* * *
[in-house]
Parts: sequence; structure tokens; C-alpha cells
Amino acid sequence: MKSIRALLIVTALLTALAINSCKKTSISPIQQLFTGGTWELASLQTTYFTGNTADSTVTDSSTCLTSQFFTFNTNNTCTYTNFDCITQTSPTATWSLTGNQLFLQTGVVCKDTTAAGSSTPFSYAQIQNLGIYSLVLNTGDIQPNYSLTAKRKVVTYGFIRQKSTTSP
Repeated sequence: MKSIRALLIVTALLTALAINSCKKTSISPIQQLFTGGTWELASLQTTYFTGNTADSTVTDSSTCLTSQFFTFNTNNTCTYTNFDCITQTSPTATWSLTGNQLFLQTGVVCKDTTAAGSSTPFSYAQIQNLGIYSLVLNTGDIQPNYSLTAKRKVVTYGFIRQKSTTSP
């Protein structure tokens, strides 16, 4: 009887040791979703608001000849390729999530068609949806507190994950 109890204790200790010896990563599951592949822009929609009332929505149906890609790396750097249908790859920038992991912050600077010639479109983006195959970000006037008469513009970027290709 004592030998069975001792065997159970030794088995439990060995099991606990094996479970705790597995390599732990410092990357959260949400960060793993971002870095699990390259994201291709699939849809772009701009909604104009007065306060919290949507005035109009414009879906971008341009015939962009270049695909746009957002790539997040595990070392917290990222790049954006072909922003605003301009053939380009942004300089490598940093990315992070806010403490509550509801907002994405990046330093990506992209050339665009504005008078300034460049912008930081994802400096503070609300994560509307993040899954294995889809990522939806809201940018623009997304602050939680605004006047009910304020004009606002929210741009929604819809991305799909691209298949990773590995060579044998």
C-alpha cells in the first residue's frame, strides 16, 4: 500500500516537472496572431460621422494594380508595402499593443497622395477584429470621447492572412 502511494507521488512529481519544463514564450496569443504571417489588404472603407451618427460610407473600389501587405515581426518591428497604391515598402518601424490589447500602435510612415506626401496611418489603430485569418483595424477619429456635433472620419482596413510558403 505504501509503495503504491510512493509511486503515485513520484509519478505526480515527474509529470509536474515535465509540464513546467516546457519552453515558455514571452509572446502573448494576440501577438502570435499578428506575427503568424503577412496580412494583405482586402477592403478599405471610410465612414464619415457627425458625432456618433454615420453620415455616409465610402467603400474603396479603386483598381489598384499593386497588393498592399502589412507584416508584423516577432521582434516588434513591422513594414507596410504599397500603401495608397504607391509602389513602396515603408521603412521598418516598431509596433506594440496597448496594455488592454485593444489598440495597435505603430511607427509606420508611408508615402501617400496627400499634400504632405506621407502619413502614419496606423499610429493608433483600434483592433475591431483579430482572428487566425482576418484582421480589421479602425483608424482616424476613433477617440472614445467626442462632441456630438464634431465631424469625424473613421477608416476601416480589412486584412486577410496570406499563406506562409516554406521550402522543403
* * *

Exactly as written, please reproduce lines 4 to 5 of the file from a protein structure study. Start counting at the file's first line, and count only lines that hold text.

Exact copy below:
Repeated sequence: MKSIRALLIVTALLTALAINSCKKTSISPIQQLFTGGTWELASLQTTYFTGNTADSTVTDSSTCLTSQFFTFNTNNTCTYTNFDCITQTSPTATWSLTGNQLFLQTGVVCKDTTAAGSSTPFSYAQIQNLGIYSLVLNTGDIQPNYSLTAKRKVVTYGFIRQKSTTSP
């Protein structure tokens, strides 16, 4: 009887040791979703608001000849390729999530068609949806507190994950 109890204790200790010896990563599951592949822009929609009332929505149906890609790396750097249908790859920038992991912050600077010639479109983006195959970000006037008469513009970027290709 004592030998069975001792065997159970030794088995439990060995099991606990094996479970705790597995390599732990410092990357959260949400960060793993971002870095699990390259994201291709699939849809772009701009909604104009007065306060919290949507005035109009414009879906971008341009015939962009270049695909746009957002790539997040595990070392917290990222790049954006072909922003605003301009053939380009942004300089490598940093990315992070806010403490509550509801907002994405990046330093990506992209050339665009504005008078300034460049912008930081994802400096503070609300994560509307993040899954294995889809990522939806809201940018623009997304602050939680605004006047009910304020004009606002929210741009929604819809991305799909691209298949990773590995060579044998």